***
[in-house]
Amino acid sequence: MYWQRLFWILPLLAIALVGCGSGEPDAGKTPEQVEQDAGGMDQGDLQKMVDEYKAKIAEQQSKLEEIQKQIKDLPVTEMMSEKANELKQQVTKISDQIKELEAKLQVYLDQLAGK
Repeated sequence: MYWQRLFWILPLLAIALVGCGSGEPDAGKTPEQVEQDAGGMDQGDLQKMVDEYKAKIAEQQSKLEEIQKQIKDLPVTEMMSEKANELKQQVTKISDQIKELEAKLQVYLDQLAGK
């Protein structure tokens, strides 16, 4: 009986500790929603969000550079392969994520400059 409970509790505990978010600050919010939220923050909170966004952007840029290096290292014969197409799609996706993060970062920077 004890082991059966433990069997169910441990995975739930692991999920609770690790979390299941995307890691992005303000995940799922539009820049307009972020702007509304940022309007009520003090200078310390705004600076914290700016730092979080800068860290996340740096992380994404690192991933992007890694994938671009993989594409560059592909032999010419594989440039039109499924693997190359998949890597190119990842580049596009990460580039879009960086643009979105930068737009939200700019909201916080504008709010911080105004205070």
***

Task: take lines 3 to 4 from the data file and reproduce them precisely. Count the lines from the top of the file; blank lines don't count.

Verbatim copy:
Repeated sequence: MYWQRLFWILPLLAIALVGCGSGEPDAGKTPEQVEQDAGGMDQGDLQKMVDEYKAKIAEQQSKLEEIQKQIKDLPVTEMMSEKANELKQQVTKISDQIKELEAKLQVYLDQLAGK
């Protein structure tokens, strides 16, 4: 009986500790929603969000550079392969994520400059 409970509790505990978010600050919010939220923050909170966004952007840029290096290292014969197409799609996706993060970062920077 004890082991059966433990069997169910441990995975739930692991999920609770690790979390299941995307890691992005303000995940799922539009820049307009972020702007509304940022309007009520003090200078310390705004600076914290700016730092979080800068860290996340740096992380994404690192991933992007890694994938671009993989594409560059592909032999010419594989440039039109499924693997190359998949890597190119990842580049596009990460580039879009960086643009979105930068737009939200700019909201916080504008709010911080105004205070």